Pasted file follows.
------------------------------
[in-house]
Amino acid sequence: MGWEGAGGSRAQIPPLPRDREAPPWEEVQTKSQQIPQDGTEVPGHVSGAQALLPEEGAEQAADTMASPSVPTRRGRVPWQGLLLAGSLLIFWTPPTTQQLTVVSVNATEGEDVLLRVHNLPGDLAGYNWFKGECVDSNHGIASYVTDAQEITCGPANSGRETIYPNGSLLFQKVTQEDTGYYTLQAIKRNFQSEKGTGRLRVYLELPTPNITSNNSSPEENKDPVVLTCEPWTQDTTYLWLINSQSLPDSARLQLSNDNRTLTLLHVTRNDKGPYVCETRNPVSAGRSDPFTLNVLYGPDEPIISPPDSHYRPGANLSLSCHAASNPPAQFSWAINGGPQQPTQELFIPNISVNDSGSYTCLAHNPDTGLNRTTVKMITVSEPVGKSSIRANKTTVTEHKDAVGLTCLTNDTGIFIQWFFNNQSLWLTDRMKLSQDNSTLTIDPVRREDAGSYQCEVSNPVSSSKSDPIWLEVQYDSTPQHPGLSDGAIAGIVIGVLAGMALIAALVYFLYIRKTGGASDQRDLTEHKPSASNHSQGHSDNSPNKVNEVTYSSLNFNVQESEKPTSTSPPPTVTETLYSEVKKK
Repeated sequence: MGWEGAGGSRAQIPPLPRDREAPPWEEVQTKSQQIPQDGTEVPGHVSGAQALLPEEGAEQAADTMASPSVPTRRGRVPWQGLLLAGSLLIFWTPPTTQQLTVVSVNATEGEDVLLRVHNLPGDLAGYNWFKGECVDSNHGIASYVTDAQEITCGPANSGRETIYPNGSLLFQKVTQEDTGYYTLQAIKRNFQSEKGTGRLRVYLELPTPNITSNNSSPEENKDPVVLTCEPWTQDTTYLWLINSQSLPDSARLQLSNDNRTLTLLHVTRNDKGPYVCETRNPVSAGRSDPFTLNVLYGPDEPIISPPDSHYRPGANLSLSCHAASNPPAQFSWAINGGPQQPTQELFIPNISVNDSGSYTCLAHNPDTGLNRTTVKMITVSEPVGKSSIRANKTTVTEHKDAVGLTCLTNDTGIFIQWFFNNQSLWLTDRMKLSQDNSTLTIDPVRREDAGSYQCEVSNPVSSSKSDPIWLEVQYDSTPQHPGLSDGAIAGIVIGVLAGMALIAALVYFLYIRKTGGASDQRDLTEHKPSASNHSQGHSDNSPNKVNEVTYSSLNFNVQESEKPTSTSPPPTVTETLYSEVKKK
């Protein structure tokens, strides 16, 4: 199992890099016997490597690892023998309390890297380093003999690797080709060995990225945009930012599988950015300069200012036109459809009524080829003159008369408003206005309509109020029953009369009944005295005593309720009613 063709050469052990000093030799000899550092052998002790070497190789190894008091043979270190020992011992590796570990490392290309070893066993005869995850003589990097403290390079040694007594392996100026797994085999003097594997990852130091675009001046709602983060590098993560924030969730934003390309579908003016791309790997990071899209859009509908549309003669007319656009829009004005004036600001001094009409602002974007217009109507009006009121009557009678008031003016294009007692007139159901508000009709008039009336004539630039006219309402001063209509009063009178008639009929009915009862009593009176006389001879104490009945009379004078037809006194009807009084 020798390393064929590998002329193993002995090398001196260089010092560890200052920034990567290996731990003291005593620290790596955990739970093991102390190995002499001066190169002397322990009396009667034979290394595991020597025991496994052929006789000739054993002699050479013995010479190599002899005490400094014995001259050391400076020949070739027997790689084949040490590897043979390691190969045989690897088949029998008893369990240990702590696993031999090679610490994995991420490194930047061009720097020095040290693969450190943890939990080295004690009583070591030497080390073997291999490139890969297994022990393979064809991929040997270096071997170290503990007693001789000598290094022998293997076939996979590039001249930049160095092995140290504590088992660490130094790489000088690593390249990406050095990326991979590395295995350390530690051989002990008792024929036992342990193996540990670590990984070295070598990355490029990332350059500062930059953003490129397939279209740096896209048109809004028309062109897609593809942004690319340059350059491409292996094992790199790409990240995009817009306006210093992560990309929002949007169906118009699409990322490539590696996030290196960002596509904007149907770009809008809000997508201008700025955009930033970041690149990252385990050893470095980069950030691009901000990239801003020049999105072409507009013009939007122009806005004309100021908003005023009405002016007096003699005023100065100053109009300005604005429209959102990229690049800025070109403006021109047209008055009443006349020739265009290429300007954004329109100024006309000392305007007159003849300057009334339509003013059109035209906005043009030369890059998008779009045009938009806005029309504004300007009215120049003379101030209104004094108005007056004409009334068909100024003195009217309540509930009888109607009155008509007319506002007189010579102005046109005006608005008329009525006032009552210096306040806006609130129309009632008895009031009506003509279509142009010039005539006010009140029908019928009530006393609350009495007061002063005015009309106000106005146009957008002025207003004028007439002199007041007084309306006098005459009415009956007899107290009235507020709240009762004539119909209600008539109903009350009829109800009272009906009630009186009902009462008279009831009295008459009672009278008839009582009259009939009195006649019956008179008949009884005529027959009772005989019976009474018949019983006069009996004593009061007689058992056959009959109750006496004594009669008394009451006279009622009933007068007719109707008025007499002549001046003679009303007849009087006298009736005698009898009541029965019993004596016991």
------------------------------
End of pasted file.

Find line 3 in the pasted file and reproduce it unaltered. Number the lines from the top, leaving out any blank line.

Repeated sequence: MGWEGAGGSRAQIPPLPRDREAPPWEEVQTKSQQIPQDGTEVPGHVSGAQALLPEEGAEQAADTMASPSVPTRRGRVPWQGLLLAGSLLIFWTPPTTQQLTVVSVNATEGEDVLLRVHNLPGDLAGYNWFKGECVDSNHGIASYVTDAQEITCGPANSGRETIYPNGSLLFQKVTQEDTGYYTLQAIKRNFQSEKGTGRLRVYLELPTPNITSNNSSPEENKDPVVLTCEPWTQDTTYLWLINSQSLPDSARLQLSNDNRTLTLLHVTRNDKGPYVCETRNPVSAGRSDPFTLNVLYGPDEPIISPPDSHYRPGANLSLSCHAASNPPAQFSWAINGGPQQPTQELFIPNISVNDSGSYTCLAHNPDTGLNRTTVKMITVSEPVGKSSIRANKTTVTEHKDAVGLTCLTNDTGIFIQWFFNNQSLWLTDRMKLSQDNSTLTIDPVRREDAGSYQCEVSNPVSSSKSDPIWLEVQYDSTPQHPGLSDGAIAGIVIGVLAGMALIAALVYFLYIRKTGGASDQRDLTEHKPSASNHSQGHSDNSPNKVNEVTYSSLNFNVQESEKPTSTSPPPTVTETLYSEVKKK